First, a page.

Sacha Paul is the LSM's first Indigenous president
Finding ways to seed more Indigenous lawyers into Manitoba’s legal system and increasing access to justice for all Manitobans, especially in rural areas, are the top priorities of the new president and vice-president of the Law Society of Manitoba.
“I really think it’s important to increase the number of Indigenous in Manitoba,” says Sacha Paul, himself a member of English River First Nation and among the few Indigenous lawyers to have served as a bencher at the province’s legal, regulatory body. Paul is also the first Indigenous president in the Law Society of Manitoba’s history and the regulator’s 102nd president.
Paul says he considers it critical that he serve on the law society executive while at the same time running a busy administrative and Indigenous law practice at Thompson Dorfman Sweatman LLP in Winnipeg.
“The level of Indigenous involvement in the law society has been minimal,” he says, reflecting the small numbers of Indigenous lawyers in Manitoba. “So that’s one of the reasons why I wanted to be part of the law society’s activities, to bring that voice to the table.” Paul has been involved as a bencher with the law society since 2016 and served as vice-president the past year.
While some efforts are ongoing to increase diversity among the ranks of lawyers, Paul says more is necessary. In particular, “it remains important to try and keep the eye on the ball in increasing the number of indigenous lawyers in the profession,” he says, noting that less than five percent of lawyers in Manitoba are of Indigenous background, compared to a provincial Indigenous population of about 20 percent.
Paul says that creating an environment that encourages Indigenous students to consider the potential to become lawyers should start early in the education system. But even at the post-secondary level, more could be done to recruit Indigenous students to consider law school.
“The universities and law schools play an important role,” Paul says, in helping Indigenous students see themselves as potential lawyers. The law society and provincial branch of the bar association also must look at ways to help boost the number of Indigenous students to think of law school as a viable option.
Paul points out that more is needed to determine why Indigenous undergraduate students are not going the law school route in pursuing careers. “I have to give you the unsatisfying answer that we don’t really know, and we need to find out why,” he says. “Perhaps it’s financial issues that are front and centre, perhaps they don’t ‘like’ the law for any number of reasons, but we need to find out sooner than later.”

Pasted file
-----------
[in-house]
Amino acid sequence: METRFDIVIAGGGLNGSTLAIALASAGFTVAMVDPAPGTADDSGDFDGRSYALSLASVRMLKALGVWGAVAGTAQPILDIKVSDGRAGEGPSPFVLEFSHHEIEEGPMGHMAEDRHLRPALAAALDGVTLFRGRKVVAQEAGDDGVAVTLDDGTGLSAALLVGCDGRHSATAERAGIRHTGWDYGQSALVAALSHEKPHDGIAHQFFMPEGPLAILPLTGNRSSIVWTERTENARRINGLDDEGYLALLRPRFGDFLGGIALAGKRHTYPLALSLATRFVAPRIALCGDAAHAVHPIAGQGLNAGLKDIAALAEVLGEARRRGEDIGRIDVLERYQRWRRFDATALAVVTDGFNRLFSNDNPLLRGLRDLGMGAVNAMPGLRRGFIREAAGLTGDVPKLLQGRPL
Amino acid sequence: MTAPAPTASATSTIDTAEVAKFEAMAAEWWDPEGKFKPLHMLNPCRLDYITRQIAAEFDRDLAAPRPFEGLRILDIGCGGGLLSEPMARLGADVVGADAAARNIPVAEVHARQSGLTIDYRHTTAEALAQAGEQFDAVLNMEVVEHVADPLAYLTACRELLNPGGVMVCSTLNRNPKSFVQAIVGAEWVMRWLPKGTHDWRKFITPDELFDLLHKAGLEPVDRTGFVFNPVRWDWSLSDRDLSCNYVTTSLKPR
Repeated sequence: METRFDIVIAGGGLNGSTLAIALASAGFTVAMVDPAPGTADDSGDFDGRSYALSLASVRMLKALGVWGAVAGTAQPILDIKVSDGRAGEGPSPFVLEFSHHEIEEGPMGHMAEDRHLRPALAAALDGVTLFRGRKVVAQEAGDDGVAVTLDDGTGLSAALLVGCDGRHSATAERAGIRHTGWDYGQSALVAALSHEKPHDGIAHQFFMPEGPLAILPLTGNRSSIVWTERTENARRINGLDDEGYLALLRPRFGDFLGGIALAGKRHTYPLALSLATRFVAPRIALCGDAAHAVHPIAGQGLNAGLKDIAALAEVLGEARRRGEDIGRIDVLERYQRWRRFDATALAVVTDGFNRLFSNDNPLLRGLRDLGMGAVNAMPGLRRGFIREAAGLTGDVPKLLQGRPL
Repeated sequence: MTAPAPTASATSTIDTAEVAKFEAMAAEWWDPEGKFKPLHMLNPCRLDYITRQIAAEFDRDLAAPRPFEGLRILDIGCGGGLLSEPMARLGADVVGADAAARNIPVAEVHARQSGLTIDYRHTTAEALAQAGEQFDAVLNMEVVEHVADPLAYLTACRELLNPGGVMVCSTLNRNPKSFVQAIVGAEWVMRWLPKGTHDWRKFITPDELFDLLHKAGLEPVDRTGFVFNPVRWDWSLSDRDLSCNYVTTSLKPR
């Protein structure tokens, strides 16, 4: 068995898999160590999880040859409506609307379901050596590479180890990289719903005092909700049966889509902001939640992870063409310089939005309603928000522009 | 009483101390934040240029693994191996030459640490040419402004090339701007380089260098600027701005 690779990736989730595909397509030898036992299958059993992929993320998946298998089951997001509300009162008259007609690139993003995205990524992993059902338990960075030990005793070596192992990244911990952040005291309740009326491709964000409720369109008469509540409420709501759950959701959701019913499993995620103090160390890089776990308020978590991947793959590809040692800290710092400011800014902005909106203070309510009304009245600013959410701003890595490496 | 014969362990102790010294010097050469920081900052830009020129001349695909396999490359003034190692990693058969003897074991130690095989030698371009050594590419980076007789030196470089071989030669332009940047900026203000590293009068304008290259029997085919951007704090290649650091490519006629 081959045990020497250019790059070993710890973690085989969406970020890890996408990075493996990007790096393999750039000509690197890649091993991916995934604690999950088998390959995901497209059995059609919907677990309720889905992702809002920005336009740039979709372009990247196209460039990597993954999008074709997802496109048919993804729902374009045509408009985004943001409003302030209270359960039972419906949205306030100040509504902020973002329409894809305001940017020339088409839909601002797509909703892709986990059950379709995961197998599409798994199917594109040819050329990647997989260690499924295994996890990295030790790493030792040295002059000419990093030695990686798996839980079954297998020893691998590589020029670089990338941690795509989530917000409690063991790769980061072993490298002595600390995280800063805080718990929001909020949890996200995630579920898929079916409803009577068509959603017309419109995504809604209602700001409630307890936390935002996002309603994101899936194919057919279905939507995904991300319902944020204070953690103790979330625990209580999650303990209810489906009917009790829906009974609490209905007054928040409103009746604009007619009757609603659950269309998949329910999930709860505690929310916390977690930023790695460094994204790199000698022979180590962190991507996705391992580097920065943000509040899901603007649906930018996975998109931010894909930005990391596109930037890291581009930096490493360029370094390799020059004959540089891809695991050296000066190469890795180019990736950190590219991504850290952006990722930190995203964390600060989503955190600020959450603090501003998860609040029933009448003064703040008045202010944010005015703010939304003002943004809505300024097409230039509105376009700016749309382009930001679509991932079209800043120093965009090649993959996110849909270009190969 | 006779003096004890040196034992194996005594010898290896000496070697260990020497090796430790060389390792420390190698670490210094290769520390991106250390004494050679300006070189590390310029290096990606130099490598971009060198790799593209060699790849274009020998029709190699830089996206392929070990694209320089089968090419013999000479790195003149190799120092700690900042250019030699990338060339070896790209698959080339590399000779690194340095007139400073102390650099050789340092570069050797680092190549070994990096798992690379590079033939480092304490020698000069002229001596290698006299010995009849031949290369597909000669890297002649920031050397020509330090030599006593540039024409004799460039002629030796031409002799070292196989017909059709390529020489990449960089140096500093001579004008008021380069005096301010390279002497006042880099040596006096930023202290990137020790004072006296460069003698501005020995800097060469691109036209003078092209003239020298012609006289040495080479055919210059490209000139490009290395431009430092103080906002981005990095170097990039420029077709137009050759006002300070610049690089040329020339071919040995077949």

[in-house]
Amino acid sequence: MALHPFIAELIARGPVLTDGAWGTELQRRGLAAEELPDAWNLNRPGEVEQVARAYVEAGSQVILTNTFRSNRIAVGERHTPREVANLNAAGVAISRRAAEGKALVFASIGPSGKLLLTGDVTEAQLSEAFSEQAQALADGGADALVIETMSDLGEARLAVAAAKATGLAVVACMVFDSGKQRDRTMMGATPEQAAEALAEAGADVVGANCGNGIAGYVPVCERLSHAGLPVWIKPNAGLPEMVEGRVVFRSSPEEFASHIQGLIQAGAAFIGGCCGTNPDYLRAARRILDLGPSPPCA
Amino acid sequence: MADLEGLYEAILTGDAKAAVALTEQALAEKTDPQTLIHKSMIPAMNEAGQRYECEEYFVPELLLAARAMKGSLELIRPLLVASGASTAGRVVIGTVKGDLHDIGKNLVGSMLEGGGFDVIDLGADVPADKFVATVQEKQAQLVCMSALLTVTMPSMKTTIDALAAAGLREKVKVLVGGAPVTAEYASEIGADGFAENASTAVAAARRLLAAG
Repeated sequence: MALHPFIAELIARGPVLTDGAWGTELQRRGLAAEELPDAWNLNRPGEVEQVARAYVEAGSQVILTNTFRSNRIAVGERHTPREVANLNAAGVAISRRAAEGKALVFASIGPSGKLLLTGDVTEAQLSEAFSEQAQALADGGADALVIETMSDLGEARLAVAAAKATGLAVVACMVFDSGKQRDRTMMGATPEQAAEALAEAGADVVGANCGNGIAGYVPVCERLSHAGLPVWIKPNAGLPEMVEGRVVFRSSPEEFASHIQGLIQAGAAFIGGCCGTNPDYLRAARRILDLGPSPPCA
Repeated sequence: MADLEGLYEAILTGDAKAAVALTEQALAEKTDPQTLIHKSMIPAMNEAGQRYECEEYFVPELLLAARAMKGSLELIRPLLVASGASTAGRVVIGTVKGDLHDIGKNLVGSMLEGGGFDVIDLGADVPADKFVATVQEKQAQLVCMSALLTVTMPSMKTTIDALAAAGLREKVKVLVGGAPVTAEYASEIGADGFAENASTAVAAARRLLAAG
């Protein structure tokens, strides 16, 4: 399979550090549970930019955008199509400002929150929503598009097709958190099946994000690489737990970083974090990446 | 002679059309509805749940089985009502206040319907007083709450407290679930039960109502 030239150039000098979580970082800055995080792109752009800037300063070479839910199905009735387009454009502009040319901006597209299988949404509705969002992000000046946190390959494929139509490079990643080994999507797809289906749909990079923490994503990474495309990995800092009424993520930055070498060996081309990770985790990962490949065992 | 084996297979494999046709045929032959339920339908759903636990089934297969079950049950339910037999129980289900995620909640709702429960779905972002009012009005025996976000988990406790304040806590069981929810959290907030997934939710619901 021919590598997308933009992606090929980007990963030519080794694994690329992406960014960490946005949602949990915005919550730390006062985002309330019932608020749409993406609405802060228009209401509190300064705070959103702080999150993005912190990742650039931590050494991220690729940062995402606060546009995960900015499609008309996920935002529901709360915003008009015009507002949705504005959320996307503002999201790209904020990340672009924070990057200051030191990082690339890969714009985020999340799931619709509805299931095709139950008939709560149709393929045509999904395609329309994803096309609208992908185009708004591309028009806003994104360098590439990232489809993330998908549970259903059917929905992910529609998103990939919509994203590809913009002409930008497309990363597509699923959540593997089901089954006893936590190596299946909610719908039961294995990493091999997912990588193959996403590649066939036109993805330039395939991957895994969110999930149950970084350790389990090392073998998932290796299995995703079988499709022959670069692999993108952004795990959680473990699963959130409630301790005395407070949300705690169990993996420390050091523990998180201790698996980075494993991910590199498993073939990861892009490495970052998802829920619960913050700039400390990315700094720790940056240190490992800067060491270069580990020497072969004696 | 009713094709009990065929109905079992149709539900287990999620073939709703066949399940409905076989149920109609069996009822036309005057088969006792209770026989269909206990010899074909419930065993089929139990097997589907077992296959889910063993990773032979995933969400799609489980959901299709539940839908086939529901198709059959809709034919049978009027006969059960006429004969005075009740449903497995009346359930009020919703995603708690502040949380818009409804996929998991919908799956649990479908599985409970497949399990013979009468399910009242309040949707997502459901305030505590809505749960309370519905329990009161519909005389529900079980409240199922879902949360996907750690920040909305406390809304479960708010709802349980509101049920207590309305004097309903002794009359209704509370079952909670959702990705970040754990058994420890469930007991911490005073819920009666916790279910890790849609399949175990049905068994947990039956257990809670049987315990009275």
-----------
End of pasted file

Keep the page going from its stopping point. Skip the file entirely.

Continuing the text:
There’s also the question of ensuring that all Manitoba’s lawyers have “competency training” regarding Indigenous issues, like programs launched in Alberta and other provinces.
“We’re in the process of content development,” Paul says, adding: “Like other jurisdictions have done, we need to develop a Manitoba content component.”
Paul has been a lawyer since 2003, articling at TDS, then eventually becoming a partner at the firm, where he has worked on cases ranging from workers’ compensation issues to human rights and various aspects of aboriginal law. He has acted for several large hydroelectric utilities and mining companies, engaging indigenous groups in resource development.
The society’s new vice-president, Wayne Onchulenko, also wants to increase the number of Indigenous lawyers in Manitoba. Typically, the vice-president of the law society becomes the president of the following year, so, Onchulenko says, he wants to “follow in the footsteps” of Paul and law society presidents before him in “keeping the momentum going” on that issue.
Onchulenko, a graduate of the University of Manitoba who has been a partner or director at Levene Tadman Golub Law Corporation in Winnipeg since 1991, wants to continue the law society’s efforts to improve access to legal services in the provincial, especially in rural areas.
“I grew up in a small town on the border between Saskatchewan and Manitoba,” he says, “so I understand the challenges in attracting lawyers to set up practice in small towns.” Onchulenko adds part of the law society’s responsibility is to help educate young lawyers on the high quality of life in these smaller municipalities and the potential for having a satisfying career in a more rural setting.
However, Onchulenko notes he also understands that attracting those lawyers may not always be possible, so the law society must look at other ways of helping provide access to justice for Manitobans. This could include finding ways for non-lawyers trained in legal matters to give some of these services and looking at the potential of virtual means of providing access to legal services.
“In many ways, the pandemic has provided us with some tools that we can continue to use to give Manitobans better access to justice by making it easier for lawyers who may be based in Winnipeg or other larger centres to serve clients in rural areas.”
About 90 percent of lawyers in the province work out the Winnipeg area, disproportionate to the 60 percent of Manitoba’s population who live in the vicinity of Manitoba’s capital.
Says Onchulenko: “One of the law society’s primary goals is to protect the public by giving them a voice in the legal system through having an advocate on legal matters.”